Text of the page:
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How to count stitches in crochet
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Help! My Crochet Keeps Changing Shape! (How to Properly Count Stitches)

Is your crochet a wonky shape?  Does it get wider or narrower as you go?  Learn to properly count your stitches and fix that problem NOW!

 

Have you ever tried to crochet a simple rectangle, and had it come out looking like this?

How to Keep Your Crochet Straight

 

Well, you’re not alone.

 

This happens to beginner crocheters all. the. time.  In fact, this was one of my biggest struggles when I first learned to crochet.  No matter what type of project I tried to make, I never could seem to make a straight piece.  My projects were almost always wider or narrower at the top than at the bottom.

 

Does this sound familiar?  It’s a common problem among beginners, and it’s caused by unintentionally adding or skipping stitches.

 

Sometimes, we add stitches to a row by working more than one stitch into a single stitch from the previous row.  This is called an increase.  It makes the fabric wider by adding stitches to the row.  If your crochet keeps getting wider, you may be increasing stitches without realizing it.  Here’s what an increase looks like in several types of crocheted fabric; single crochet, half-double crochet, double crochet, and treble crochet:

How to spot an increase in single crochet

How to spot an increase in half double crochet

How to spot an increase in double crochet

How to spot an increase in treble crochet

 

 

We can also subtract stitches from a row to make the fabric narrower.  This is called a decrease.  Normally, we make a decrease with a decrease stitch, which works two or more stitches together into one.  However, it can also be done by just skipping a stitch.  If your crochet keeps getting narrower, you may be skipping stitches without realizing it.  Here’s what a decrease looks like in several types of crocheted fabric; single crochet, half-double crochet, double crochet, and treble crochet:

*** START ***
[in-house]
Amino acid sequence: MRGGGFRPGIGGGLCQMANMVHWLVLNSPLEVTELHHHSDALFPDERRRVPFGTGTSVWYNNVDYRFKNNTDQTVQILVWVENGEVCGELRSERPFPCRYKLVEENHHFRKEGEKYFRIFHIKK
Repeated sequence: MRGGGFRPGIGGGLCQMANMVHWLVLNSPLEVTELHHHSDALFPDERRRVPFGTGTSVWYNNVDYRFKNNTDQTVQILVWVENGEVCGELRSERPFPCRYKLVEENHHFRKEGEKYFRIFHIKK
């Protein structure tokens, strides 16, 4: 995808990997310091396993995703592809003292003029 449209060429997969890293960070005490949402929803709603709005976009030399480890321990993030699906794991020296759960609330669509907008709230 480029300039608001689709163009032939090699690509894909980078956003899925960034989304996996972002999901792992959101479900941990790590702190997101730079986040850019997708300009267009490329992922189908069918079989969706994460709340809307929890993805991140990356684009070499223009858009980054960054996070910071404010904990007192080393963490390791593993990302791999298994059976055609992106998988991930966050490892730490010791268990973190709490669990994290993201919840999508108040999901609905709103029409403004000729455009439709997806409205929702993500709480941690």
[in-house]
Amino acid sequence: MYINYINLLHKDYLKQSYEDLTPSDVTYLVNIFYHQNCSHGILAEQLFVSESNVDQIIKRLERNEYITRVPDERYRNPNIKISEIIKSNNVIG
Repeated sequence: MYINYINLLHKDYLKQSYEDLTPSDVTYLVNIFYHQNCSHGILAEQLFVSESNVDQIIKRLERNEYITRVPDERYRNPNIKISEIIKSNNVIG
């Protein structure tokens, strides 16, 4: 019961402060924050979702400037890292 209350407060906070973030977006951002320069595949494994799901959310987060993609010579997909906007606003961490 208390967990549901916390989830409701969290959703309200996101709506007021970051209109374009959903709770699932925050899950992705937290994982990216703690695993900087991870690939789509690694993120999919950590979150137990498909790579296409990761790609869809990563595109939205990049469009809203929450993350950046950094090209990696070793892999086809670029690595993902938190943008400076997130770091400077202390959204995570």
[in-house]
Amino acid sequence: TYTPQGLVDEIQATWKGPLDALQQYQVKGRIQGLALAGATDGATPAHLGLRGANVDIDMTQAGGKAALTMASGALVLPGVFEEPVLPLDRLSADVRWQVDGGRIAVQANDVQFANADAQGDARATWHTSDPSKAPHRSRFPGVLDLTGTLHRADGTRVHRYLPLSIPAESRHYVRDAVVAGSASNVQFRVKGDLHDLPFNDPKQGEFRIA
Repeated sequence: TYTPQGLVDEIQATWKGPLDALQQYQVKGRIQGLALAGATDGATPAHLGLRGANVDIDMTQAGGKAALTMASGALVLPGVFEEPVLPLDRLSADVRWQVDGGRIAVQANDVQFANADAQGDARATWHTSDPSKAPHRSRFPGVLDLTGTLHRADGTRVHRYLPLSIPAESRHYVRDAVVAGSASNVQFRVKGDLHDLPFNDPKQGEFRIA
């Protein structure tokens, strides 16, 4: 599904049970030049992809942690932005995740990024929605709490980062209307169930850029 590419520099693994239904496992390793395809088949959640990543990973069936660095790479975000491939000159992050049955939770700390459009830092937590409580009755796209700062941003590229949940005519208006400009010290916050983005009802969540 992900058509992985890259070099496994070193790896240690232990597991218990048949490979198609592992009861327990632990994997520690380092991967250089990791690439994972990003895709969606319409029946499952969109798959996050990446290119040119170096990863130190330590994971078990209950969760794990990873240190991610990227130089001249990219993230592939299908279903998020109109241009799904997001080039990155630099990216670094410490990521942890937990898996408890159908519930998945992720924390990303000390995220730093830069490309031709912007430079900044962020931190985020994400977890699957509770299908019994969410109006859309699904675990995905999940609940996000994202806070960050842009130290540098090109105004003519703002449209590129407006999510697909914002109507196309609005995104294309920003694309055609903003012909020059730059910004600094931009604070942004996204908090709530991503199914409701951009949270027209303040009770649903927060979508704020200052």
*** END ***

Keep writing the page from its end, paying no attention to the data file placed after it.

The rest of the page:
How to spot a skipped stitch in half double crochet

How to spot a skipped stitch in half double crochet

How to spot a skipped stitch in double crochet

How to spot a skipped stitch in treble crochet

 

So, why is this problem so common?  Well, it’s probably not taught to new crocheters enough.  In my personal opinion, I think it is most common among self-taught crocheters.  Don’t get me wrong, I think it’s great to teach yourself to crochet.  After all, that’s how I learned most of my crochet skills.  However, as essential as it is to learn to count stitches, the “teach yourself to crochet” books always seem to overlook that aspect.  I have yet to see one that actually explained how to count stitches and “troubleshoot” your crochet.

 

So, how do you fix it?  By learning to properly count your stitches. 

Counting the stitches in the row each time you finish a row will show you if you accidentally skipped or added a stitch somewhere.  Most well-written crochet patterns will give a stitch count (number of stitches you should have) for each row or round.

 

Keep in mind, though…

Some people choose to count the turning chain as a stitch, and some people do not.  Neither way is “wrong”, but designers don’t always specify whether they are counting the turning chain as a stitch or not.  So be sure to look for that info in your pattern.  (If the pattern does not specify, I would suggest choosing another pattern that does give stitch counts before moving on to patterns that do not.)

If the pattern does not count the turning chain as a stitch, you’ll need to work the first stitch of the row into the same stitch the turning chain is coming from.  On the following row, you will not work into the top of the turning chain from the previous row.

If the pattern does count the turning chain as a stitch, you’ll need to work the first stitch of the row into the next stitch (the stitch after the one the turning chain is coming from).  On the following row, you will work into the top of the turning chain from the previous row.

(This also applies to working in the round if rounds begin with a turning chain.)

I prefer to eliminate the turning chain altogether by replacing it with a Chainless Starting Stitch.

 

Watch the video below for a full demonstration on how to count your stitches:

 

 

If you’re struggling with keeping crochet pieces from getting distorted or changing shape, I highly recommend that you count your stitches.  For best results, you should count your stitches after every row or round.  It’s better to take the time to count your stitches for each row than to count every once in awhile.  It isn’t fun to realize you’ve made a mistake 10 rows back and have to rip out all that work to fix it.  😒

 

Have you ever had a problem with your stitch counts?

Happy Yarning!

 


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Is your crochet a wonky shape?  Does it get wider or narrower as you go?  Learn to properly count your stitches and fix that problem NOW!

 

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